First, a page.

When it comes to the "smell test," the nose isn't always the best judge of food quality. Now in a study appearing in the American Chemical Society's journal Nano Letters, scientists report that they have developed a wireless tagging device that can send signals to smartphones warning consumers and food distributors when meat and other perishables have spoiled.

The idea is that the new sensor could improve the detection of rotten food so it is tossed before consumers eat it. Every year, 48 million people in the U.S. get sick from foodborne illnesses, according to the US Centers for Disease Control. Of these, about 125,000 people are hospitalized and 3,000 die.

Traditionally, many consumers just smell a food to detect spoilage, but this technique is only as reliable as the sniffer's nose. At the other end of the spectrum, food inspectors often use bulky, expensive equipment to detect harmful microbes. Scientists are investigating other approaches, including near field communication (NFC) labeling, that are both portable and dependable.

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NFC devices wirelessly transmit information over short distances - usually less than 4 inches. They are similar to the RFID tags companies such as retailers use to track inventory and shipments. Building on this idea, Chinese researchers Lijia Pan, Yi Shi, Guihua Yu and colleagues sought to incorporate a sensitive switch into NFC labeling tags to detect food spoilage using a smartphone.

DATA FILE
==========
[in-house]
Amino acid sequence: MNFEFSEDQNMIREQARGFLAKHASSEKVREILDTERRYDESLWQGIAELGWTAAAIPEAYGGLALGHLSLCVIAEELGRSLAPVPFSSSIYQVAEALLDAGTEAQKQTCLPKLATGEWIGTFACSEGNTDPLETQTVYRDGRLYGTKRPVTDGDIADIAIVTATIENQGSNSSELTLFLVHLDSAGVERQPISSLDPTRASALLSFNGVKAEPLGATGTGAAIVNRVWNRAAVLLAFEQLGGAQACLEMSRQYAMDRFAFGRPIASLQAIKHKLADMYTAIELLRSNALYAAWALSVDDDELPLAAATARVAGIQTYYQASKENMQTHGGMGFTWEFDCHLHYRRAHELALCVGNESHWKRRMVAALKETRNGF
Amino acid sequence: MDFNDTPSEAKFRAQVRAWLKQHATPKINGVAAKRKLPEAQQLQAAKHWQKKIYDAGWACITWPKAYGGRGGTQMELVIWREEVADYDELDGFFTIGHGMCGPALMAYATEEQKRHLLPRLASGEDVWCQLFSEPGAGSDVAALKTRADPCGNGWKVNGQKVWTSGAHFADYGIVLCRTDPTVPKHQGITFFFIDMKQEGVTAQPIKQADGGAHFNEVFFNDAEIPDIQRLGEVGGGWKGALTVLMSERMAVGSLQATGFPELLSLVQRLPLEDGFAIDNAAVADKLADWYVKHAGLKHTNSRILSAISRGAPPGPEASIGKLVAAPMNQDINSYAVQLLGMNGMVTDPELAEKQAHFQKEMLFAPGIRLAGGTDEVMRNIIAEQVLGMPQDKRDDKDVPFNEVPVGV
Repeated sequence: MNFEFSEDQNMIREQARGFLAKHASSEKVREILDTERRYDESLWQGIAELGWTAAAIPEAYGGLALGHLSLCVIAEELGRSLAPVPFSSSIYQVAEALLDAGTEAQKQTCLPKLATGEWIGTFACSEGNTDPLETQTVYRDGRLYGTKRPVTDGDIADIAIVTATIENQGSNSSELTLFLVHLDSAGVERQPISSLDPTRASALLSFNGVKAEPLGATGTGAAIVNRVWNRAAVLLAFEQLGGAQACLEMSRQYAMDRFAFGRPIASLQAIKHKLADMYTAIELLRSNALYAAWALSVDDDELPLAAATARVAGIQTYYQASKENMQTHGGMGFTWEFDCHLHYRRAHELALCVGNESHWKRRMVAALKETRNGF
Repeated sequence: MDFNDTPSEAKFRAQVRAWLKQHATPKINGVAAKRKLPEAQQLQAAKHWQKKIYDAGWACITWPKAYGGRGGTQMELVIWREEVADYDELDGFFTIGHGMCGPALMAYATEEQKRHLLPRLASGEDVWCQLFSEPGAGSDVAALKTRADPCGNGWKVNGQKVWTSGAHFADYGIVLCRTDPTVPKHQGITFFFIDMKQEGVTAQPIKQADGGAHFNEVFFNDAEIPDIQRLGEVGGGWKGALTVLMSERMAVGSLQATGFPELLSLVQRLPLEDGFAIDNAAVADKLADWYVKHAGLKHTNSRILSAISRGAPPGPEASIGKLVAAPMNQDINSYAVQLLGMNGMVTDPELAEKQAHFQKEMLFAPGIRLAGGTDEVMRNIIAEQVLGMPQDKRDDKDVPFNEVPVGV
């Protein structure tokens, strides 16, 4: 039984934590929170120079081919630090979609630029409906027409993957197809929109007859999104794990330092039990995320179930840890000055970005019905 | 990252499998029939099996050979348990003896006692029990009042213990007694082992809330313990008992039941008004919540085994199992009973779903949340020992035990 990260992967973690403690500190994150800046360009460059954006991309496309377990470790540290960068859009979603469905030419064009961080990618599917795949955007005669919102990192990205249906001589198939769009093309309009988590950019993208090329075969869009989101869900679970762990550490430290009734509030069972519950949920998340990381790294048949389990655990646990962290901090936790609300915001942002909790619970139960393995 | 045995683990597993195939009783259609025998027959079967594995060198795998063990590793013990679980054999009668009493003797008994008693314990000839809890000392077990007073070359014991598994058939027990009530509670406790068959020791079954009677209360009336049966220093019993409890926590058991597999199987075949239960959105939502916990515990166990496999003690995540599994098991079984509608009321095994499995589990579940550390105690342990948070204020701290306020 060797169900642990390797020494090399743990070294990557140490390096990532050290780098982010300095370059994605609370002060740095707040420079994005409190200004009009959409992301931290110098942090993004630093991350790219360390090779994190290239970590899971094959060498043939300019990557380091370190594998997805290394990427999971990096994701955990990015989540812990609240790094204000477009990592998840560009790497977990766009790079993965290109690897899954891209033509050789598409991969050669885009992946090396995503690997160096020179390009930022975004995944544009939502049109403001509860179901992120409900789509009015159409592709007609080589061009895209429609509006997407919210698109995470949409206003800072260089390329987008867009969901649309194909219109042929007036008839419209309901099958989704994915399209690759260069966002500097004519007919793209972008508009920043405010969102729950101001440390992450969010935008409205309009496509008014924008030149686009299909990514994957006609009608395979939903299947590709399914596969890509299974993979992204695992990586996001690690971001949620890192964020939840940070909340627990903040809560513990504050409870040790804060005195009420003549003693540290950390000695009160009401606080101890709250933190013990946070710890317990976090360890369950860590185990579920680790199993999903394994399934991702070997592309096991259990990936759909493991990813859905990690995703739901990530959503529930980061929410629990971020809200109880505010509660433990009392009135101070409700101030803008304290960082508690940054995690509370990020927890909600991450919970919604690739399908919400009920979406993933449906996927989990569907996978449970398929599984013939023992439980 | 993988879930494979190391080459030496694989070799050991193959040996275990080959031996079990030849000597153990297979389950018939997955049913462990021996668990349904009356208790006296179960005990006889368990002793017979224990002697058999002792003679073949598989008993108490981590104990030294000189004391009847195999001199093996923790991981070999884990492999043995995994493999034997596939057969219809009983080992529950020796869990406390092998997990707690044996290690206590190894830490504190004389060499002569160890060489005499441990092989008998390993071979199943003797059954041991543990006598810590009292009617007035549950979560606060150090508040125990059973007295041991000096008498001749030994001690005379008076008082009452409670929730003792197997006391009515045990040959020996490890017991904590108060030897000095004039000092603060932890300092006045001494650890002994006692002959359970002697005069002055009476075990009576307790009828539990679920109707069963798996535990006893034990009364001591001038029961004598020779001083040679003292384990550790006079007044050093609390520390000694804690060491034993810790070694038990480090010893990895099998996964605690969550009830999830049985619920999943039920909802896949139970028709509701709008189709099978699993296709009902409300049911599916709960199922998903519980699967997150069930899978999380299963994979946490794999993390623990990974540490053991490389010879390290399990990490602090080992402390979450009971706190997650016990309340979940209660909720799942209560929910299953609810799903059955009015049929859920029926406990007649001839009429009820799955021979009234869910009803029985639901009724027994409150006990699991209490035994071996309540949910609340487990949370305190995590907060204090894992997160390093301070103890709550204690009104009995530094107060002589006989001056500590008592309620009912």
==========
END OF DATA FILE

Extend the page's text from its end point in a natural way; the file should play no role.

They created a nanostructured, conductive, polymer-based gas sensor that can detect substances called biogenic amines (BAs), which give decomposing meat its bad odor. They embedded these sensors into NFCs placed next to meats. After the meats had been stored for 24 hours at 86 degrees Fahrenheit, the researchers found that the sensors successfully detected significant amounts of BAs. The sensors then switched on the NFCs so they could transmit this information to a nearby smartphone.

It would seem restaurant applications could also be developed using the approach.


Siemens, Alibaba to Part on IoT in China

Siemens and Alibaba Cloud said they will partner to build out the industrial Internet of things in China.
Under the partnership, which was recently singed in Berlin with German Chancellor Angela Merkel and Chinese Premier Li Keqiang watching, Siemens and Alibaba Cloud agreed to use each other's technology.

For Siemens, the partnership with Alibaba Cloud gives it a foothold in China's IoT market with its MindSphere Iot platform. Alibaba Cloud, which has been growing at a rapid clip by leveraging its Chinese customer base, gets industry knowhow and access to larger enterprises.

Alibaba, as with US rival, is aggressively building out a web services business and platform that has really nothing to do with the ecommerce offering that launched the company.
Alibaba Cloud may also get access to a more diverse customer base given Siemens is a global IT player, as other companies may follow Siemens to Alibaba. Developers have been favoring AWS and Microsoft Azure as IoT platforms. Alibaba Cloud has a $2.8 billion annual revenue run rate, but not much of related to IoT.

As part of the deal, Siemens said its MindSphere IoT operating system will be available on Alibaba Cloud sometime in 2019.

Siemens and Alibaba Cloud said they will start collaborating immediately.

Any Feedback on this week's top stories? Let us know your thoughts at the Feedback section below.